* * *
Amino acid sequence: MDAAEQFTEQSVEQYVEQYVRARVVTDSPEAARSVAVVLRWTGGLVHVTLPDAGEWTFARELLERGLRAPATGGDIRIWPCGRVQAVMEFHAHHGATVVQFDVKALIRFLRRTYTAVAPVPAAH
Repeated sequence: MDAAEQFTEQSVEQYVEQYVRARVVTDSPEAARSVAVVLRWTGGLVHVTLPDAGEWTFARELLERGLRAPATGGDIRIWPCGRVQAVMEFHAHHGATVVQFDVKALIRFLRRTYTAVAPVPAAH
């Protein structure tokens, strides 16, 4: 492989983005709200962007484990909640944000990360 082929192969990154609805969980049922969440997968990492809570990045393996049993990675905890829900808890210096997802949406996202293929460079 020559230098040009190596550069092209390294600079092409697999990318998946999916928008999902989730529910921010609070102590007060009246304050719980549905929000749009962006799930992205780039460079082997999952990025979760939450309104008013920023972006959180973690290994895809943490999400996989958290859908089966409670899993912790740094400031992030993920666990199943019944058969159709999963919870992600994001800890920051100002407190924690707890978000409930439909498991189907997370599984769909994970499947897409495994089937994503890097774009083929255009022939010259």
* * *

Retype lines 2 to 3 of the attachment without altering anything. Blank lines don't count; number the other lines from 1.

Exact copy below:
Repeated sequence: MDAAEQFTEQSVEQYVEQYVRARVVTDSPEAARSVAVVLRWTGGLVHVTLPDAGEWTFARELLERGLRAPATGGDIRIWPCGRVQAVMEFHAHHGATVVQFDVKALIRFLRRTYTAVAPVPAAH
């Protein structure tokens, strides 16, 4: 492989983005709200962007484990909640944000990360 082929192969990154609805969980049922969440997968990492809570990045393996049993990675905890829900808890210096997802949406996202293929460079 020559230098040009190596550069092209390294600079092409697999990318998946999916928008999902989730529910921010609070102590007060009246304050719980549905929000749009962006799930992205780039460079082997999952990025979760939450309104008013920023972006959180973690290994895809943490999400996989958290859908089966409670899993912790740094400031992030993920666990199943019944058969159709999963919870992600994001800890920051100002407190924690707890978000409930439909498991189907997370599984769909994970499947897409495994089937994503890097774009083929255009022939010259």